Most consultants have experienced this scenario. You have put in several all-nighters, buttoned up your analysis, and put together a compelling presentation. Now, you’re in a meeting with key client decision makers. You make your recommendations and solicit a decision. At this point, the meeting stalls. Despite contradictory evidence, the client team considers status quo the best option. Surprisingly, the client advocates for change are also in consensus. What you’re witnessing is a well-known social psychological phenomenon at work – the bandwagon effect.
The bandwagon effect is a well-known cognitive bias wherein the actions of a large group of people increase the likelihood of another individual adopting the same action. The individual adopts this action regardless of his / her individual beliefs and / or available choices. Solomon Asch confirmed this psychological effect through his Conformity Experiments.
Literally, a bandwagon is a vehicle that carries the troupe in a parade, circus or other entertainment. The phrase – jump on the bandwagon – first appeared in the US politics in 1848 when Dan Rice, a popular entertainer of his time, used a bandwagon to draw attention to President Zachary Taylor‘s political campaigns. As his campaigns became more successful, other politicians associated themselves with him and strove for a seat on the bandwagon. By 1900, during William Jennings Bryan‘s presidential campaign, the term was used pejoratively – that people were associating themselves subjects without prior scrutiny.
Propaganda is an effective tool to persuade an audience towards a particular idea / cause. Often, this is achieved by using biased material or by stirring up emotions. In the mid-1930s, the Nazis exploited propaganda to consolidate their power and cultivate an Aryan identity. In the article, Nazi Propaganda and the Bandwagon Effect, the author presents historical evidence of the bandwagon effect:
Arguably the most awe-inspiring scenes depicted in the 1935 Nazi propaganda film Triumph of the Will (directed by Leni Riefenstahl and commissioned by Hitler) are the mass rallies, the scenes in which thousands of attendees stand eagerly watching Hitler and other Nazi leaders deliver impassioned speeches or drive by in a parade. Posters, banners, songs and pop culture in general hammered this point into the minds of all the many adopters (though there were, of course, many Germans who did not adopt). Such scenes embody the collective agreement of thousands of people, and effectively instills the rightness of the new doctrine in a viewer that perhaps had not yet joined the Nazi bandwagon.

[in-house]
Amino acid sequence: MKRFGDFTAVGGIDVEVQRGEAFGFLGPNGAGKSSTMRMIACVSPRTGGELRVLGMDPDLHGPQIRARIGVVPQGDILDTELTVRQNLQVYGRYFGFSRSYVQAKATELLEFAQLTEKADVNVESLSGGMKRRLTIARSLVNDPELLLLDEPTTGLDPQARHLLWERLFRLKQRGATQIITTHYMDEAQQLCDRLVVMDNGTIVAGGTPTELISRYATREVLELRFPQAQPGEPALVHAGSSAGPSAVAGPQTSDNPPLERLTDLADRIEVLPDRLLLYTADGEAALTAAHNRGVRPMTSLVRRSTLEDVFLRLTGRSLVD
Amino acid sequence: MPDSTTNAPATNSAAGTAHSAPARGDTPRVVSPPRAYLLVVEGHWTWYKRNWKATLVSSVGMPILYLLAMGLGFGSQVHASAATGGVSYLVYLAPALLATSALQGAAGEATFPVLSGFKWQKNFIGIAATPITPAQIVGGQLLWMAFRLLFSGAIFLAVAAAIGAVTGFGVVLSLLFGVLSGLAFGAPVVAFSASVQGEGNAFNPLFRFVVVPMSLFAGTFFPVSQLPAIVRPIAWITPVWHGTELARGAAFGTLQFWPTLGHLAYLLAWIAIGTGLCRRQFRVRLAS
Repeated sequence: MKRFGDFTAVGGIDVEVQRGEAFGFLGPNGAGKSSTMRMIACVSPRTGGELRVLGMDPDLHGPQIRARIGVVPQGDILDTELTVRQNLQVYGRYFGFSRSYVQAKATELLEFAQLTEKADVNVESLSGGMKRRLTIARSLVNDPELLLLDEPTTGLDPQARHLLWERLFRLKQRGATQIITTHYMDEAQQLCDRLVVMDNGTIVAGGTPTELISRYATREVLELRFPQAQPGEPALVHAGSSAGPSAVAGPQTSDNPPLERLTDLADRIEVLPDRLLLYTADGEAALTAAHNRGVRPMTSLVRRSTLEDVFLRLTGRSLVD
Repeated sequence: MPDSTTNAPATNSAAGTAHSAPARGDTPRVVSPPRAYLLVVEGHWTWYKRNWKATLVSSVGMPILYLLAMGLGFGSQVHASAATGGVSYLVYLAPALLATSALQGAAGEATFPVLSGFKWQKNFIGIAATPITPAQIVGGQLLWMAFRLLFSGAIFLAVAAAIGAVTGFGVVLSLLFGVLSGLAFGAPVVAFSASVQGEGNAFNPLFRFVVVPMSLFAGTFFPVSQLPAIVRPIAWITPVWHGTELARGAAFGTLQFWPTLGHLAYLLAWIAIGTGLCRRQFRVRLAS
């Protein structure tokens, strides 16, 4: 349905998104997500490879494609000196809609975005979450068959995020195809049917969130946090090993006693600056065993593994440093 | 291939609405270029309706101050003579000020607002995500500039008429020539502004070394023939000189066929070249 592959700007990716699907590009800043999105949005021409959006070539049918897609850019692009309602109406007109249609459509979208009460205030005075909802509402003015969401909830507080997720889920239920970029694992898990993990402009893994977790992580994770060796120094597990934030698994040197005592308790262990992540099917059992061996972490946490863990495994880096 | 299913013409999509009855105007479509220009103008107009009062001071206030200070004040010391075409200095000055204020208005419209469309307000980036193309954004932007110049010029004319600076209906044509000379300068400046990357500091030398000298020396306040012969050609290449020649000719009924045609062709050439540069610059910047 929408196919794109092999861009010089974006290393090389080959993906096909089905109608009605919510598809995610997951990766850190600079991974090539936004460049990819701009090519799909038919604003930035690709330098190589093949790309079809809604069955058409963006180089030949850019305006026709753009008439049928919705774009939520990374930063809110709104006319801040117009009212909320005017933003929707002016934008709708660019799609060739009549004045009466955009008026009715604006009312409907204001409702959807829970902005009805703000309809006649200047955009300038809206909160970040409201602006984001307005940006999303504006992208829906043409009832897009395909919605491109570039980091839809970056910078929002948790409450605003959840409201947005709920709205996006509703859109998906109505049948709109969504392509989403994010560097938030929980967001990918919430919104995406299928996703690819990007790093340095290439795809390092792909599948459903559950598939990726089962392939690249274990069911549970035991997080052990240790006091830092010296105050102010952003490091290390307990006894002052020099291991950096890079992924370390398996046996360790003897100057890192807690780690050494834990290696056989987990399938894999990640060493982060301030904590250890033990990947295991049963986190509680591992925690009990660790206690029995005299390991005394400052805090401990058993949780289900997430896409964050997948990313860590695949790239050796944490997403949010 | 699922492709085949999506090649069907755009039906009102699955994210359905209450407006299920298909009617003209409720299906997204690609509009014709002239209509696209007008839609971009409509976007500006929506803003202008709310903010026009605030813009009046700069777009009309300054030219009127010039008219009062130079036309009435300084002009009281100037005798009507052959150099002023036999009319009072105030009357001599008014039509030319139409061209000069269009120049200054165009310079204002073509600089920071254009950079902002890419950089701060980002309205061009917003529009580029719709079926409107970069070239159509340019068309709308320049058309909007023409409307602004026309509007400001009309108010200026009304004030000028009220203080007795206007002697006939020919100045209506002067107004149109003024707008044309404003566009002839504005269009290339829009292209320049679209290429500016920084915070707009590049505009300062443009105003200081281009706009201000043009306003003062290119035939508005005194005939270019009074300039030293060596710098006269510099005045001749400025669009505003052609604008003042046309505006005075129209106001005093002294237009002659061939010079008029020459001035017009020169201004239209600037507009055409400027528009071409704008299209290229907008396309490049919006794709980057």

The bandwagon effect is a form of groupthink in social psychology. As more people come to believe in something, others also jump on the bandwagon, regardless of the underlying evidence. The tendency to follow the actions or beliefs of others occurs because individuals prefer to conform. Groupon is a great example of the bandwagon effect. Deals that pick up steam tend to accelerate even faster as the number of buyers increase. In fact, the deal needs to achieve a certain level of bandwagon effect before it becomes active.
During the Dot-com bubble of the late 1990s, dozens of tech startups emerged with no viable business plans, products or services. In many cases, they were nothing more than hot air. Despite their shortcomings, these companies attracted millions in investment, largely due to the bandwagon effect.
Though firms compete with industry peers, they are highly influenced by the pressure and norms exerted by peer groups. When clients feel that a majority of their peer group has embarked on a certain activity, not following suit becomes increasingly difficult. This pressure shapes many behavioural aspects and postures. Correspondingly, client teams want to do the right thing; they want to on the winning side. So, clients expect their consultants to not only provide the outside in view of their organisation, but also also identify the relevant industry trends.
Using such tools as, industry benchmarks, trend analysis, etc. consultants could present compelling evidence that drive client action. Depending on the required course of action, presenting an alternative, sometimes counter-intuitive point of view (Heaven / Hell logic), might also drive / break consensus. To catalyse increased responses in surveys, exploiting the bandwagon effect in exchange for survey results / insights might catalyse increased participation / responses. McKinsey leverages the bandwagon effect and regularly publishes industry benchmarks to acquire, shape and drive its engagements.
Therefore, evoking perceptions that everyone else is doing something important will probably motivate clients to take action. Consultants could leverage this dynamic to facilitate change.
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